#1
I'll give you some background info just to clear things up.

I feel I'm a pretty solid improviser, I've always been able to pick up and go. Generally when I improvise the scales I use are the pentatonics, the blues scale, a cross of the two and I generally try to stick in some melodic and harmonic minors just to shake it up a little bit. I try to use modes while improving but I find that harder and it's one aspect I'm working on. When I improvise, I know what I'm playing, in my brain I can here the melody that's going to come next, so I'm not just playing random notes. The problem is that lately I've noticed that I hear that the melody I'm singing in my head is a repetitive one I seem to have created and always end up coming back to. Now whenever I improvise I have to concentrate to make sure that I don't stick it in by accident, because if I did it's not really improv anymore. That annoys me because I'm so focused on not playing it, that my improv is deteriorating because I'm concentrating in a different way than I used to.

Here is my question. Does anyone know how I might be able to get out of this? I've tried improving with the major scale but for some reason it sounds empty, don't get me wrong I love the major scale, it seems to lack substance. I've also tried improving in a different style, with different time signatures and keys but it all seems to be pretty formulated as well. I hope this is good enough and that you don't close it night .
#2
Learn as many licks from as many different styles as possible that you like and try to incorporate them and use them as a base for further improv. Another idea is to do a solo in a different style to what the piece is in, give it a different feel, and perhaps different improv ideas.
Founder of Jaco society

[22:08:23] <Confusius> I wish I was a bassist
[22:08:26] <Confusius> you fuckers look cool


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#3
That reminds me of something. CowboyUp, you don't need to tell me to learn solos by my favourite artists, I've seen you posting it so many times I started doing it a while ago
#4
Start playing some jazz standards. Their harmony will make it so the melody you are hearing will not fit. Try something far out there.
Don't tell me what can not be done

Don't tell me what can be done, either.



I love you all no matter what.
#5
This problem could probably be due to a couple of reasons, I'll try to address the most likely ones.

Chances are is that this melody that you play is a "mommy melody" of sorts, one that you can always run to if things are turning out quite right, and this isn't necessarily a bad thing to have, but you don't want to become dependent on mommy, because it shows, and it doesn't look very good. The ladies have never been keen on the mommas boy type.

I have two theories as to why this melody has become a habit, or your mommy melody. One is that you may haven't have actually grasped or familiarized yourself with all the harmonic capabilities of the scale you are using. Or two, that you have lost the adventurous creative improvisational spirit that is oh so important.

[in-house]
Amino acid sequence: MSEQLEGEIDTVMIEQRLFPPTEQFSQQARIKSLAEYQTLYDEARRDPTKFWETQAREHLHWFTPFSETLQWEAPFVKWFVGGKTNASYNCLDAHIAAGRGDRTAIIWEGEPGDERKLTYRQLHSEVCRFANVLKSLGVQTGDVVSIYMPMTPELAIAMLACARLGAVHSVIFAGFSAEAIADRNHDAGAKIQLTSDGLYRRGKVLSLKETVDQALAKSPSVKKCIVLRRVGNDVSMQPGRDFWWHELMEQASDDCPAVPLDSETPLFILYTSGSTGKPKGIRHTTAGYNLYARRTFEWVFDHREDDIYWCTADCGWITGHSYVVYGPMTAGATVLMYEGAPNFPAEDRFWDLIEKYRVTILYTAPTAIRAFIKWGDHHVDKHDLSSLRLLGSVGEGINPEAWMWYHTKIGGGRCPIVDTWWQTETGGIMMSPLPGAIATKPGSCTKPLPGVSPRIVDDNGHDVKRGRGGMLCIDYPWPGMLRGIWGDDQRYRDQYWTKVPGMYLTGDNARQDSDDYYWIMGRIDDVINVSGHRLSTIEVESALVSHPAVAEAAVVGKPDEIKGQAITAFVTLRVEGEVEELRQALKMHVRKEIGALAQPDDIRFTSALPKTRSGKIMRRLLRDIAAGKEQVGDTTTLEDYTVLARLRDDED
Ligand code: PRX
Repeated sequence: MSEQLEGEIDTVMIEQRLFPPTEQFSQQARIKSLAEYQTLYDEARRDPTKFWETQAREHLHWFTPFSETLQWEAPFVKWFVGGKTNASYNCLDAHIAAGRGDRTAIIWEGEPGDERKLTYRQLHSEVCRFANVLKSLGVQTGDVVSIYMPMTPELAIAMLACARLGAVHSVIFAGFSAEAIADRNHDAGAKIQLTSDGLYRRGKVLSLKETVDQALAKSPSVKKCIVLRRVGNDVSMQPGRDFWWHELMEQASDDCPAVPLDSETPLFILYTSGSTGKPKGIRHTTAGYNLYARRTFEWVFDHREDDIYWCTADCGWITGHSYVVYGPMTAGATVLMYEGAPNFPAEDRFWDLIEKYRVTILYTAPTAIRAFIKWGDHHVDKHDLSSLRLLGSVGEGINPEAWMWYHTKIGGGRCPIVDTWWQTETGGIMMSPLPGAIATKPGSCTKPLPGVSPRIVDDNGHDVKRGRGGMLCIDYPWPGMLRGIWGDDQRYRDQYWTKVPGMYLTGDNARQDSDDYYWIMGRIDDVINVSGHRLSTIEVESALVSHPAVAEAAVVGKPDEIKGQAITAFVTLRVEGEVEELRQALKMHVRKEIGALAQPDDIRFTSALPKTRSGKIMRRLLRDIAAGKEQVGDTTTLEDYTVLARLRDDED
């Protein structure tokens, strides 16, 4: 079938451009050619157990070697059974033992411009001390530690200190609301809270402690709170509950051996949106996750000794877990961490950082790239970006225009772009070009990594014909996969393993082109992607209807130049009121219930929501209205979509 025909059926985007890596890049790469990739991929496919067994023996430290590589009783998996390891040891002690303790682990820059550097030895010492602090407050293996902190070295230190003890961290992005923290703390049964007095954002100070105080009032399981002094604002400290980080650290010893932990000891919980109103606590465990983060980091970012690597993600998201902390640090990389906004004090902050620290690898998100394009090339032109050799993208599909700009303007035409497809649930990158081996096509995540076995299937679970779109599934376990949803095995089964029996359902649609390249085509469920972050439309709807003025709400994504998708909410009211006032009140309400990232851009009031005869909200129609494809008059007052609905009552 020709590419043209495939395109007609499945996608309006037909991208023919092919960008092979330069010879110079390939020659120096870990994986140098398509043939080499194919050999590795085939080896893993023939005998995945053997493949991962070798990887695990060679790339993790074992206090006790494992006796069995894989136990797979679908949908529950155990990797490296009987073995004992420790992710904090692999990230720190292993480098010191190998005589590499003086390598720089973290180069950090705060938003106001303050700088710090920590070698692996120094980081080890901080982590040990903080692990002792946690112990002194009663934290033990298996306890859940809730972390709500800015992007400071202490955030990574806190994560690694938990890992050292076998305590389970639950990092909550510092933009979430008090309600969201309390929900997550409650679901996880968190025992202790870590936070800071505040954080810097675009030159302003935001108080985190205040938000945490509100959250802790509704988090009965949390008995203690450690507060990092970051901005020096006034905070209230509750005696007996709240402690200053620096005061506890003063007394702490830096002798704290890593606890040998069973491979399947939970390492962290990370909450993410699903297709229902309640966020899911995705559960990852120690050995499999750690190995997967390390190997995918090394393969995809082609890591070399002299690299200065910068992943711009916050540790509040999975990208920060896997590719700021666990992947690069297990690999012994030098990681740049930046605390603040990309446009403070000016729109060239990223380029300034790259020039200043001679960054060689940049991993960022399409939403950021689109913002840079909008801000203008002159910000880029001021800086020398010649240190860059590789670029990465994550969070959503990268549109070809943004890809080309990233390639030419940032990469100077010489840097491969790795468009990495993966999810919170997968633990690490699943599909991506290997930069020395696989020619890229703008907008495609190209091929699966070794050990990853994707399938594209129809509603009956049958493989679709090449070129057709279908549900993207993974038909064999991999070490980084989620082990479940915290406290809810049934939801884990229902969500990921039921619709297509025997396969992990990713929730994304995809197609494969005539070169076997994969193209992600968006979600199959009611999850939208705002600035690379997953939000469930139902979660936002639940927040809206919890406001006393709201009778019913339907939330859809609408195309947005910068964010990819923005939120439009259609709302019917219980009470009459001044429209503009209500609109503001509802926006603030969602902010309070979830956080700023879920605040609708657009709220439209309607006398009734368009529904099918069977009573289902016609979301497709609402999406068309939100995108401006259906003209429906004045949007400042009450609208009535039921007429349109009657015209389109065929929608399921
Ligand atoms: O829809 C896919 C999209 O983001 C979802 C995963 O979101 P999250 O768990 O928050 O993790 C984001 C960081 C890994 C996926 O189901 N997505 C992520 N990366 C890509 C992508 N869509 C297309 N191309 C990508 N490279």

I suggest you do the following. To further familiarize yourself with the scales in which you are using, just practice developing new melodies within those scales. It's simple, and it works and if you find some that you really like memorize it and you'll begin to develop a little "library" to call upon when things are bad. As opposed to having just one mommy scale, you now have many! Also the cool thing about improv is that you can take one of your old ideas and rehash them, making it into something entirely new by just adding or subtracting two notes and/or changing up the rhythm a bit.

In the event you've lost that adventurous spirit inside, well, it's kind of silly for me to try to tell you how to obtain the ol' mojo, but it's really just a state of mind which you just kind of have to acknowledge the existence of the infinite harmonic capabilities and really go search for that unique and interesting something, whether it be a rhythm, harmony, or melody.

Finally, since you cited your inability to make something of the major scale, you may need to relearn, or learn for the first time, how to construct a melody using chord tones and triads. I never approve of people diving straight into the modes without having a strong base in chordal improvisation, they seem to think 7tones are better than 3 or 4. You'd be surprised what you can do with 3 or 4 notes.

So yea thats the skin and bones of a lot of basic improv techniques. Each one really deserves a small book. (and for some they exist!) Hope that helped a bit.

P.S. In the event that non of the aforementioned scenarios are applicable, nor any of the practice ideas fruitful, fire your accompaniment because it's probably their fault.
#7
Not even a backing track?
My name is Andy
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Swinging to the rhythm of the New World Order,
Counting bodies like sheep to the rhythm of the war drums
#8
"Sheets of Sound". Get that book. It WILL solve your problem.

The way I see it, your fingers will tend to do what they've been trained to do and
what they do most frequently. If you don't make youself do NEW things in practice,
your improv will start to sound the same -- you'll be wearing a rut in the floor so to
speak. Remember, when you're improvising its as much, if not more, about motion
than it is about melody.

So, what's "Sheets of Sound"? Basically its a thick volume of interesting pattern
studies and movements. Most of it is diatonic movements given in the major scale,
but they can also be easily applied to melodic and harmonic minor. Back and forth
and upand down the fretboard. Linear Patterns. Intervals. Arpeggios. Sweeps.
Economy picking. Hybrid Pickins. It's all there.

This book has put more new content into my improv than anything else I can think of.